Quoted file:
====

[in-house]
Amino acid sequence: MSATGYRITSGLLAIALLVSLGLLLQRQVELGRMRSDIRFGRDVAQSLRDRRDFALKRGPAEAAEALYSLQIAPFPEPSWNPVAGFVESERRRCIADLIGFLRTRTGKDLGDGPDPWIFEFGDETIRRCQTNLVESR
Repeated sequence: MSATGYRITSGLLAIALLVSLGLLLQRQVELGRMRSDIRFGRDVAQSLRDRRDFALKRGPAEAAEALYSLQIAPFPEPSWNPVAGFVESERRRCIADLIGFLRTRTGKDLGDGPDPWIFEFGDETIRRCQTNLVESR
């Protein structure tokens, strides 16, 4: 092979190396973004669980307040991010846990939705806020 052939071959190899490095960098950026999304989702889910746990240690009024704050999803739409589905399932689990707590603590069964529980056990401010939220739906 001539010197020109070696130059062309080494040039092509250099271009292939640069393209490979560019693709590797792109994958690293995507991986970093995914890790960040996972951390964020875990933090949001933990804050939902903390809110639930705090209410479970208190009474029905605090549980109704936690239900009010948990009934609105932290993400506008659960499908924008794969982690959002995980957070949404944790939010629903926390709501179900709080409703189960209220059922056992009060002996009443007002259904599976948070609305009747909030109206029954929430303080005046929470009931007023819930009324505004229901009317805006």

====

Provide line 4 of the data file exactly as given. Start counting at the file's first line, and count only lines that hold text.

């Protein structure tokens, strides 16, 4: 092979190396973004669980307040991010846990939705806020 052939071959190899490095960098950026999304989702889910746990240690009024704050999803739409589905399932689990707590603590069964529980056990401010939220739906 001539010197020109070696130059062309080494040039092509250099271009292939640069393209490979560019693709590797792109994958690293995507991986970093995914890790960040996972951390964020875990933090949001933990804050939902903390809110639930705090209410479970208190009474029905605090549980109704936690239900009010948990009934609105932290993400506008659960499908924008794969982690959002995980957070949404944790939010629903926390709501179900709080409703189960209220059922056992009060002996009443007002259904599976948070609305009747909030109206029954929430303080005046929470009931007023819930009324505004229901009317805006």